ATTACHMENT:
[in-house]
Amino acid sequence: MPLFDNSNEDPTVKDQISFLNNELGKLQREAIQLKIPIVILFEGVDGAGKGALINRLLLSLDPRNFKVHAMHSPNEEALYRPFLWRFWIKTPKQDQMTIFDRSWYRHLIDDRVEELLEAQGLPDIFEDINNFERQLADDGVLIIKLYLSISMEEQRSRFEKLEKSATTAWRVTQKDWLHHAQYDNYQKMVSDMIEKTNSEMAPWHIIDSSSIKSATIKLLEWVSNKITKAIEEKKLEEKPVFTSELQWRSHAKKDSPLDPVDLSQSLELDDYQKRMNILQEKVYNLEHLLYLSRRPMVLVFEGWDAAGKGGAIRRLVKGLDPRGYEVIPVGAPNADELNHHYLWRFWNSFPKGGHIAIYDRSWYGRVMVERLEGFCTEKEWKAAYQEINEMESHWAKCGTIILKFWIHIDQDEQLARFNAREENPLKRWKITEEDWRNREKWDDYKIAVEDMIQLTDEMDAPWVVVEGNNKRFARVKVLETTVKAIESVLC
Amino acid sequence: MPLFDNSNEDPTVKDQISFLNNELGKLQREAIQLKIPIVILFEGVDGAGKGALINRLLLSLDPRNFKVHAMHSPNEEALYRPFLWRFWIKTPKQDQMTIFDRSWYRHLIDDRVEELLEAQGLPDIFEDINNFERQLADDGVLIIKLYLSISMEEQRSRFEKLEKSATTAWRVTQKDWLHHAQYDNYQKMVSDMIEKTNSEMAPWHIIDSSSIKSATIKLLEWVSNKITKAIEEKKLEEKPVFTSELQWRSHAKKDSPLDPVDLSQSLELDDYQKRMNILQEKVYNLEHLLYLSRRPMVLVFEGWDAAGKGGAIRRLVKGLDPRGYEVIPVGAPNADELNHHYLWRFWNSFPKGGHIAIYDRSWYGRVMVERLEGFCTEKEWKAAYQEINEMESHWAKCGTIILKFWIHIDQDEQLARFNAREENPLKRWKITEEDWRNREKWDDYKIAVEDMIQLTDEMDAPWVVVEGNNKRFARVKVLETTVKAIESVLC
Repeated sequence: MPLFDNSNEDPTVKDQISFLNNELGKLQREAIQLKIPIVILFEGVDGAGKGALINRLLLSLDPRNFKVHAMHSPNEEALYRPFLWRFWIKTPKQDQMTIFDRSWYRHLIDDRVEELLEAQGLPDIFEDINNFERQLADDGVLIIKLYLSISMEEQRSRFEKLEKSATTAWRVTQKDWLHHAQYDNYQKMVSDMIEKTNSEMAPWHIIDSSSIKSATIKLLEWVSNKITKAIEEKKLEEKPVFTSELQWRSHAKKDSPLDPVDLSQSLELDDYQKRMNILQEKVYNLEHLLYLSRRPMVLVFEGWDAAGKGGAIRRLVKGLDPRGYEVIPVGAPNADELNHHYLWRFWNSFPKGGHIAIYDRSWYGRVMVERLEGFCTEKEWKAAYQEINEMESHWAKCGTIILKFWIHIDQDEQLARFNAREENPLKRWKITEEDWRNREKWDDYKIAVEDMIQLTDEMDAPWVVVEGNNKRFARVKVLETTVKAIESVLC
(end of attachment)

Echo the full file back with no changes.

[in-house]
Amino acid sequence: MPLFDNSNEDPTVKDQISFLNNELGKLQREAIQLKIPIVILFEGVDGAGKGALINRLLLSLDPRNFKVHAMHSPNEEALYRPFLWRFWIKTPKQDQMTIFDRSWYRHLIDDRVEELLEAQGLPDIFEDINNFERQLADDGVLIIKLYLSISMEEQRSRFEKLEKSATTAWRVTQKDWLHHAQYDNYQKMVSDMIEKTNSEMAPWHIIDSSSIKSATIKLLEWVSNKITKAIEEKKLEEKPVFTSELQWRSHAKKDSPLDPVDLSQSLELDDYQKRMNILQEKVYNLEHLLYLSRRPMVLVFEGWDAAGKGGAIRRLVKGLDPRGYEVIPVGAPNADELNHHYLWRFWNSFPKGGHIAIYDRSWYGRVMVERLEGFCTEKEWKAAYQEINEMESHWAKCGTIILKFWIHIDQDEQLARFNAREENPLKRWKITEEDWRNREKWDDYKIAVEDMIQLTDEMDAPWVVVEGNNKRFARVKVLETTVKAIESVLC
Amino acid sequence: MPLFDNSNEDPTVKDQISFLNNELGKLQREAIQLKIPIVILFEGVDGAGKGALINRLLLSLDPRNFKVHAMHSPNEEALYRPFLWRFWIKTPKQDQMTIFDRSWYRHLIDDRVEELLEAQGLPDIFEDINNFERQLADDGVLIIKLYLSISMEEQRSRFEKLEKSATTAWRVTQKDWLHHAQYDNYQKMVSDMIEKTNSEMAPWHIIDSSSIKSATIKLLEWVSNKITKAIEEKKLEEKPVFTSELQWRSHAKKDSPLDPVDLSQSLELDDYQKRMNILQEKVYNLEHLLYLSRRPMVLVFEGWDAAGKGGAIRRLVKGLDPRGYEVIPVGAPNADELNHHYLWRFWNSFPKGGHIAIYDRSWYGRVMVERLEGFCTEKEWKAAYQEINEMESHWAKCGTIILKFWIHIDQDEQLARFNAREENPLKRWKITEEDWRNREKWDDYKIAVEDMIQLTDEMDAPWVVVEGNNKRFARVKVLETTVKAIESVLC
Repeated sequence: MPLFDNSNEDPTVKDQISFLNNELGKLQREAIQLKIPIVILFEGVDGAGKGALINRLLLSLDPRNFKVHAMHSPNEEALYRPFLWRFWIKTPKQDQMTIFDRSWYRHLIDDRVEELLEAQGLPDIFEDINNFERQLADDGVLIIKLYLSISMEEQRSRFEKLEKSATTAWRVTQKDWLHHAQYDNYQKMVSDMIEKTNSEMAPWHIIDSSSIKSATIKLLEWVSNKITKAIEEKKLEEKPVFTSELQWRSHAKKDSPLDPVDLSQSLELDDYQKRMNILQEKVYNLEHLLYLSRRPMVLVFEGWDAAGKGGAIRRLVKGLDPRGYEVIPVGAPNADELNHHYLWRFWNSFPKGGHIAIYDRSWYGRVMVERLEGFCTEKEWKAAYQEINEMESHWAKCGTIILKFWIHIDQDEQLARFNAREENPLKRWKITEEDWRNREKWDDYKIAVEDMIQLTDEMDAPWVVVEGNNKRFARVKVLETTVKAIESVLC